One can learn a lot from chess books, obviously, but most are dry and/or unforgiving of mistakes.  I make loads of mistakes when I play.  Seirawan's message to the reader is "Yes, of course you make mistakes.  So do I.  Here's what I have learned from mine."  He presents simple principles in an engaging, accessible style with lots of concrete demonstrations.  In particular, he emphasizes force, time, space and pawn structures.  Interwoven in this first book are historical tidbits including the game's earliest known origins and profiles of great champions.

I learn a lot about myself through chess.  In order to improve my game, I've had to push myself our of my own comfort zones.  A naturally cautious person, I tend to play defensively.  While that is a strength to a point, I need to be more aggressive to convert not losing into winning.  I also have a compulsive need for dependable systems in my world.  In game play, I often get so caught up in what I'm doing that I miss small details in my opponent's position and suffer the consequences.

I'm trying to play more now, too.  All of my games are online right now, though I may seek out some real world competition soon, too.  Up for a game?  Come find me at  I am ikaspiel.

Please join us and share your own review of your best read from the past month.  This month's link list is below.  I'll keep it open until the end of the day.  I'll post December's tomorrow.  Meetings are the last Friday of each month.  Next gathering is December 30th.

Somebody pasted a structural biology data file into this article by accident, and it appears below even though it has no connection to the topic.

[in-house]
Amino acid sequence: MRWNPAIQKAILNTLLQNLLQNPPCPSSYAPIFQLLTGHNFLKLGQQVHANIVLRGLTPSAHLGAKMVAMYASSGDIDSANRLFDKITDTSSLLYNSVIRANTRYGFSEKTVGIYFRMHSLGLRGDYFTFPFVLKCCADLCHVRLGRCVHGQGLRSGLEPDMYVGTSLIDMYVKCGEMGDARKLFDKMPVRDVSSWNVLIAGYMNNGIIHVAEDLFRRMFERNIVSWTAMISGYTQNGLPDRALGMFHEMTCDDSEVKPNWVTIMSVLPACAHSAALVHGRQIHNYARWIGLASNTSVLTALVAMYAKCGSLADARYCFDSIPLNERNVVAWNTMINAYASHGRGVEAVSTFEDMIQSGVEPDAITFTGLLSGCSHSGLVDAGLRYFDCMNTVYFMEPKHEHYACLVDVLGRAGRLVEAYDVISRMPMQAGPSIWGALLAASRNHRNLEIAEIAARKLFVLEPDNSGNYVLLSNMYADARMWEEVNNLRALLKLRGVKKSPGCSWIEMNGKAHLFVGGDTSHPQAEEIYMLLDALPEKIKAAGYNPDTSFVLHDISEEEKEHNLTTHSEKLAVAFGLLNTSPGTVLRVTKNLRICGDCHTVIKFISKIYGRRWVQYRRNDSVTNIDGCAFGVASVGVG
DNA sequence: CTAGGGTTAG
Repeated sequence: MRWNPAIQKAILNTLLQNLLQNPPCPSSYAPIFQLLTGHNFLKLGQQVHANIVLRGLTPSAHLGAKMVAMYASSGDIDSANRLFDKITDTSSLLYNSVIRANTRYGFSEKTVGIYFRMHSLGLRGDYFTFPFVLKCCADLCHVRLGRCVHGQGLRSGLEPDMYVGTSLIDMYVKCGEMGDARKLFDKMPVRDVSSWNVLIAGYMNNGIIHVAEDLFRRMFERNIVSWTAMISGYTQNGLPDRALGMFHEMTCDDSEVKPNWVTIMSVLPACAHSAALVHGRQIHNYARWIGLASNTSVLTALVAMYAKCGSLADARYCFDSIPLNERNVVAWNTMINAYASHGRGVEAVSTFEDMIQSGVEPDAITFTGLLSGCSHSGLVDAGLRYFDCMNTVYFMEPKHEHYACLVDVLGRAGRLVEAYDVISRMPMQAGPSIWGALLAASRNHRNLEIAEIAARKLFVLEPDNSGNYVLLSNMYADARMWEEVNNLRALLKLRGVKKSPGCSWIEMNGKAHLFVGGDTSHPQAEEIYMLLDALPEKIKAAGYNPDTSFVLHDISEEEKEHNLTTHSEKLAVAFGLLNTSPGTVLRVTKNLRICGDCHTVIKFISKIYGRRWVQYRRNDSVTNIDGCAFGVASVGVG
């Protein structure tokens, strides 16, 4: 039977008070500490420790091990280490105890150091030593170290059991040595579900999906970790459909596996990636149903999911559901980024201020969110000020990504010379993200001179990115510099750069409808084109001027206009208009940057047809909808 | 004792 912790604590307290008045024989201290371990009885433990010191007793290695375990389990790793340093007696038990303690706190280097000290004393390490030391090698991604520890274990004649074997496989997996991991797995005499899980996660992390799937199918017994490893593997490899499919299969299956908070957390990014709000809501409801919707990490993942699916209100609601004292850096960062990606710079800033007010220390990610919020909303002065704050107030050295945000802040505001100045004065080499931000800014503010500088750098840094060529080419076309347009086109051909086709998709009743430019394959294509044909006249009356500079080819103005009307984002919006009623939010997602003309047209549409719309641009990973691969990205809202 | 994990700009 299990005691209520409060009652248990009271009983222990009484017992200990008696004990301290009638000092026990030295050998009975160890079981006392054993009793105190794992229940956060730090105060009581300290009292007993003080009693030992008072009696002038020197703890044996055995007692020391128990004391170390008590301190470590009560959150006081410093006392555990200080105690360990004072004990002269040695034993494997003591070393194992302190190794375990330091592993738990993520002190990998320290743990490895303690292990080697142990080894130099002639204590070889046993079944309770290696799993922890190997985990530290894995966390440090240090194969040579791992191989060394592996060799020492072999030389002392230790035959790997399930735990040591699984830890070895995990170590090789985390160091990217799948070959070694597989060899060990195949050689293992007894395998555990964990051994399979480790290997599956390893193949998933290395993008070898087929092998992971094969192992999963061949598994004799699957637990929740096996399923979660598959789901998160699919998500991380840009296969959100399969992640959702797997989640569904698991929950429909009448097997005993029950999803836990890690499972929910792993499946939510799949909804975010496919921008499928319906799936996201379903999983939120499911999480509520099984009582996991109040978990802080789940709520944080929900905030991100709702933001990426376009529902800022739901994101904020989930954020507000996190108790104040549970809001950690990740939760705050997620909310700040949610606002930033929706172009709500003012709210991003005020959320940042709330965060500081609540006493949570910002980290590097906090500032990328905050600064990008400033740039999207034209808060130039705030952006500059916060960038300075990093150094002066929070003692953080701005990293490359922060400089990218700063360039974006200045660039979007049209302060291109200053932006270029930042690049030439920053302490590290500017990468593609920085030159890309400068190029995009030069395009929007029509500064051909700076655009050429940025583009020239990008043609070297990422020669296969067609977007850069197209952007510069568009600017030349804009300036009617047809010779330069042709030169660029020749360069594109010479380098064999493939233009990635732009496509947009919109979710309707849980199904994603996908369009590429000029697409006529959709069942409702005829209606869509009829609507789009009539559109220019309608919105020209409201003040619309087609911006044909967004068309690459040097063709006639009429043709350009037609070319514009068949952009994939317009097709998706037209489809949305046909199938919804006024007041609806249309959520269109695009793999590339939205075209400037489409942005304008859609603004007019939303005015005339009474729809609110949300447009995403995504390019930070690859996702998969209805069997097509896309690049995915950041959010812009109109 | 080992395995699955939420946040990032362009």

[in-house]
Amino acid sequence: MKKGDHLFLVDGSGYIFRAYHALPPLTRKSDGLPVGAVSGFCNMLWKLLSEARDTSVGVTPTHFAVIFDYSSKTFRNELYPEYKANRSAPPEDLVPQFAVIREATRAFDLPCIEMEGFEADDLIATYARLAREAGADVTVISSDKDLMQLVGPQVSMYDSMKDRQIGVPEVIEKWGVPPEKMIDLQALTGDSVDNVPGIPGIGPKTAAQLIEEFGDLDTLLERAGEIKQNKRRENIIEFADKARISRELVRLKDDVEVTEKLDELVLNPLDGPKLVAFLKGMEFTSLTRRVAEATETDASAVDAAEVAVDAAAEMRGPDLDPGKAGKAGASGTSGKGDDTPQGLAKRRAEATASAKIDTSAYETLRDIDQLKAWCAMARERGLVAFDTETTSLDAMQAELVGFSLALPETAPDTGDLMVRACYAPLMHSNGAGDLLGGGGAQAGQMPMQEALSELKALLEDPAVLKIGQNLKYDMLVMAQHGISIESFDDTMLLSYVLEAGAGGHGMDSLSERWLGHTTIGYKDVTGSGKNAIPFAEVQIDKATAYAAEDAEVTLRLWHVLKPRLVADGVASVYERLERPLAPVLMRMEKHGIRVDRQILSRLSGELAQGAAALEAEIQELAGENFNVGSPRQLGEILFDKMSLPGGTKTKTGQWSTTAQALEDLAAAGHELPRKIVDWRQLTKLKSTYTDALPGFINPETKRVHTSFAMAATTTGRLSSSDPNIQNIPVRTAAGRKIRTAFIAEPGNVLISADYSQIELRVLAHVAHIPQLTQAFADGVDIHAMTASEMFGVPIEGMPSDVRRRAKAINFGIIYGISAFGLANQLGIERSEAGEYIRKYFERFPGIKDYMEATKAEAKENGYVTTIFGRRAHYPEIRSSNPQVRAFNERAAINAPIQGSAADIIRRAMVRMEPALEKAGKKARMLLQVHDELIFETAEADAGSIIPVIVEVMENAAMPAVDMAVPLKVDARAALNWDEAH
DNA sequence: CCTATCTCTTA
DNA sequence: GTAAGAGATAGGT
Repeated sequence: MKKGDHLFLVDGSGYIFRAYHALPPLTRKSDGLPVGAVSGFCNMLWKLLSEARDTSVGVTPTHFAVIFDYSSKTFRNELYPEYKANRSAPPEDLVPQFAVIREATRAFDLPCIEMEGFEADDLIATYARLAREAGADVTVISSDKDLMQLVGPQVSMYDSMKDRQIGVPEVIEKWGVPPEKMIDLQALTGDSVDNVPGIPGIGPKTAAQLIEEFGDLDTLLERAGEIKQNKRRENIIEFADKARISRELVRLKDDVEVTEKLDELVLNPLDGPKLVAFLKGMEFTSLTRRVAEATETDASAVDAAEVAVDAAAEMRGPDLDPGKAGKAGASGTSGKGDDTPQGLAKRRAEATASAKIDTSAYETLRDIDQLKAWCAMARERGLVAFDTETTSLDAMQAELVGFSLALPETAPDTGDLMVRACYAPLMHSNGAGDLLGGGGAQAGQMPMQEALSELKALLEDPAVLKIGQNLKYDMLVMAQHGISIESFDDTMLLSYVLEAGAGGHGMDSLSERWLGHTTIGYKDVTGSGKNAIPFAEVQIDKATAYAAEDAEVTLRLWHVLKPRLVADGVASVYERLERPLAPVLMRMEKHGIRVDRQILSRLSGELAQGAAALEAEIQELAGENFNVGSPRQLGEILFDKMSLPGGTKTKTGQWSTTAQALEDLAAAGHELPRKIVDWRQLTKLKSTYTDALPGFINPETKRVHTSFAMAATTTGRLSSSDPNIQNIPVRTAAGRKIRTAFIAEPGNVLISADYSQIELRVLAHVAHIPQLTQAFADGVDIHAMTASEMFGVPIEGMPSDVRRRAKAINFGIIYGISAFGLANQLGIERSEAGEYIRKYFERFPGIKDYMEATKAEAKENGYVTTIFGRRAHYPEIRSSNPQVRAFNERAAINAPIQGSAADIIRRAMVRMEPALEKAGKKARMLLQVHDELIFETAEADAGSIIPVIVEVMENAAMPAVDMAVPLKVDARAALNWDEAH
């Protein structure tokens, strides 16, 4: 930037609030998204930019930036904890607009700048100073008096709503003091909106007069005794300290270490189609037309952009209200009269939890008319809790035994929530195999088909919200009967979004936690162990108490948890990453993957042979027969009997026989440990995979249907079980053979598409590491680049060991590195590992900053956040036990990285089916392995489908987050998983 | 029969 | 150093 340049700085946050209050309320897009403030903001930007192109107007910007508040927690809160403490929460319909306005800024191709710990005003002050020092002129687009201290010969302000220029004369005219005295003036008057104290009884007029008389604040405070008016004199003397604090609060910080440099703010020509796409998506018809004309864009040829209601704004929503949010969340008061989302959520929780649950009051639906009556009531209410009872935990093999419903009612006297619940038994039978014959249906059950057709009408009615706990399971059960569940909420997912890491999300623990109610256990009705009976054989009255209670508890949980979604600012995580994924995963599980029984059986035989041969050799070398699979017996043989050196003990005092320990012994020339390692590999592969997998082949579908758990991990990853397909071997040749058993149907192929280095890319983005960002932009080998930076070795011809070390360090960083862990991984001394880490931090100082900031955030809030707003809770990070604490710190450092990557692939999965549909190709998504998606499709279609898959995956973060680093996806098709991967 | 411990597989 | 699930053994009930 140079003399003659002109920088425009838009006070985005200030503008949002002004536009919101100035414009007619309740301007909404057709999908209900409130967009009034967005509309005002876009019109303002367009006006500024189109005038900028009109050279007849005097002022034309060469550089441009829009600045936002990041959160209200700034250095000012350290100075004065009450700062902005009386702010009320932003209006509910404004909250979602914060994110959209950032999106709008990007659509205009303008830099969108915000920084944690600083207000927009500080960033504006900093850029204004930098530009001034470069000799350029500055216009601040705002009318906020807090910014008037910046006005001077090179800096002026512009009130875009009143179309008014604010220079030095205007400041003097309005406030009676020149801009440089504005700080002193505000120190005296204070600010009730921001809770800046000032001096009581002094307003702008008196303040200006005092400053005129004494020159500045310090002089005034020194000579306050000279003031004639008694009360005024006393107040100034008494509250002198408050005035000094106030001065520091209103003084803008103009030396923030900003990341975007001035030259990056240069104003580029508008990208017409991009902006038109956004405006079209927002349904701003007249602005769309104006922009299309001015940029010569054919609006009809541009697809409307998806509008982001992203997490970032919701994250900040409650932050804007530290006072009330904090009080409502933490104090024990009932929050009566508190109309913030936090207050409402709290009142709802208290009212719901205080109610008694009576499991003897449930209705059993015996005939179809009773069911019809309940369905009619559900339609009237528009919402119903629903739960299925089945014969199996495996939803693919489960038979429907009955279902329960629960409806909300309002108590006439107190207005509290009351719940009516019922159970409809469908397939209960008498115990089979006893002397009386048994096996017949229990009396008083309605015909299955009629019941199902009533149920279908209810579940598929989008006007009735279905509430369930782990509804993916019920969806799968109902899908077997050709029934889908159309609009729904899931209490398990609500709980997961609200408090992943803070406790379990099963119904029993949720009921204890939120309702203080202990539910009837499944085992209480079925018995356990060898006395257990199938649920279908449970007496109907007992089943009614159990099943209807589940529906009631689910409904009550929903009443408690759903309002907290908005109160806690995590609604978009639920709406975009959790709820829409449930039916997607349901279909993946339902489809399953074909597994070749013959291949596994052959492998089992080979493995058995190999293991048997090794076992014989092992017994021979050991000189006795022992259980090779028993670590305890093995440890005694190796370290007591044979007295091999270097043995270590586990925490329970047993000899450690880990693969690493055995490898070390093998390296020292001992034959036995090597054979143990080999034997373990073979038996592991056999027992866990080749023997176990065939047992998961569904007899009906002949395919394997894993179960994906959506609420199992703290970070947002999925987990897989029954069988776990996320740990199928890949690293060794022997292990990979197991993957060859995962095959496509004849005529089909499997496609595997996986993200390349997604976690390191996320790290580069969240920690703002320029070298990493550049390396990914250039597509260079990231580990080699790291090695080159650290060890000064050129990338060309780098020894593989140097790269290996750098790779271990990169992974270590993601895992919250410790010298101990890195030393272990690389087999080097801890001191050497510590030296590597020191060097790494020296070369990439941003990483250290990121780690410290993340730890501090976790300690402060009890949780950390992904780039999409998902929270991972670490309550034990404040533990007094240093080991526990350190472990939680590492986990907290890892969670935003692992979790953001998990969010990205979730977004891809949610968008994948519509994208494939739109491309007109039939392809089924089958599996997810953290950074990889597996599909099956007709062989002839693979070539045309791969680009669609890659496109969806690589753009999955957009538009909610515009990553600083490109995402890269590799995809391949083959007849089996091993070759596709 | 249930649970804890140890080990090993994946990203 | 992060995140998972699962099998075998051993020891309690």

Tuesday, November 22, 2016

The Clone Wars: Slaves of the Republic

Andrew Leon and I are watching Star Wars: The Clone Wars.  Every Tuesday, we will be featuring an episode from the series which began in 2008.

Episode: "Slaves of the Republic"
Series: Star Wars: The Clone Wars
Season 4, Episode 12
Original Air Date: December 2, 2011
via Wookieepedia
"Slaves of the Republic" is the second installment of the Zygerria arc.  Anakin, Obi-Wan and Ahsoka go undercover in order to find the kidnapped Togruta colonists from last week.  Anakin scores an audience with the Queen and turns on the smarmy charm in an effort to gain her trust.  Ahsoka, disguised as his slave, spends much of the episode rolling her eyes over his flirtation.  Can't say I blame her!

I can't tell if it's me or the series but I'm burning out a little on The Clone Wars.   It could be me.  As I write this, it's August.  Anticipating a busy fall in my life beyond the blog, I've spent the summer trying to get ahead on these posts.  So, I've been watching the show and writing about it quite a lot over the past couple months.  It could be fatigue.

But, I can't help feeling the energy of the series is flagging, too.  This arc actually has a lot going for it.  We get to visit a couple of new worlds.  We get a new angle of galactic history with the Zygerrians.  We get some decent development for Anakin.  And yet, I'm having a hard time getting excited about it.  I may have a touch of Anakin-fatigue, in particular.  Generally speaking, the stories I enjoy the most have little to do with him.  The Zygerria arc is Anakin-heavy.